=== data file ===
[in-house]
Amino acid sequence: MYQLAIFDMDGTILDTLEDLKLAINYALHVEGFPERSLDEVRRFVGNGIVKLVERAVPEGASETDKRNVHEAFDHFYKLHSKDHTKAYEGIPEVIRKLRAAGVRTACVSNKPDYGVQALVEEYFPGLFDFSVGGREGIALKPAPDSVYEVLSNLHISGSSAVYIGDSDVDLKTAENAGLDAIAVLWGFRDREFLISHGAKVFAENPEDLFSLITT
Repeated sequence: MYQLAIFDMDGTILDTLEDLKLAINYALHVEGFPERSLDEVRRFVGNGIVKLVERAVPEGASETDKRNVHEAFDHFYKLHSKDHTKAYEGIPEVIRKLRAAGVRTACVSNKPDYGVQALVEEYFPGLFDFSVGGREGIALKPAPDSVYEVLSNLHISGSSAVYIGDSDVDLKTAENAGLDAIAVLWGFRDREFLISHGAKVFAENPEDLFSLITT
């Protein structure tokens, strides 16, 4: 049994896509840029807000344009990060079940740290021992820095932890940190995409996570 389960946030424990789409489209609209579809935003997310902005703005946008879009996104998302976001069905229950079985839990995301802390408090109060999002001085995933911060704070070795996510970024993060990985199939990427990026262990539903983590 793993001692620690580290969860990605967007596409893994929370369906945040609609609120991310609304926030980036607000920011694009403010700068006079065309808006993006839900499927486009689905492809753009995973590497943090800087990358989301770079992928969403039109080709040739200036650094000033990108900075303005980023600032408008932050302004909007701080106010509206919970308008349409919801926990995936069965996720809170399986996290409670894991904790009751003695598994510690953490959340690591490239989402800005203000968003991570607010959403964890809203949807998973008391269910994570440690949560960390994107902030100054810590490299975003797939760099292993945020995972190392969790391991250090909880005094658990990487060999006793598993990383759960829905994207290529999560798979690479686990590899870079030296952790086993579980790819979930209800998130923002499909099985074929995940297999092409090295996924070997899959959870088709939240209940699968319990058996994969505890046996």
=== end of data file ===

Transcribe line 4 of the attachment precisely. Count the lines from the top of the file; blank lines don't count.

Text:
């Protein structure tokens, strides 16, 4: 049994896509840029807000344009990060079940740290021992820095932890940190995409996570 389960946030424990789409489209609209579809935003997310902005703005946008879009996104998302976001069905229950079985839990995301802390408090109060999002001085995933911060704070070795996510970024993060990985199939990427990026262990539903983590 793993001692620690580290969860990605967007596409893994929370369906945040609609609120991310609304926030980036607000920011694009403010700068006079065309808006993006839900499927486009689905492809753009995973590497943090800087990358989301770079992928969403039109080709040739200036650094000033990108900075303005980023600032408008932050302004909007701080106010509206919970308008349409919801926990995936069965996720809170399986996290409670894991904790009751003695598994510690953490959340690591490239989402800005203000968003991570607010959403964890809203949807998973008391269910994570440690949560960390994107902030100054810590490299975003797939760099292993945020995972190392969790391991250090909880005094658990990487060999006793598993990383759960829905994207290529999560798979690479686990590899870079030296952790086993579980790819979930209800998130923002499909099985074929995940297999092409090295996924070997899959959870088709939240209940699968319990058996994969505890046996």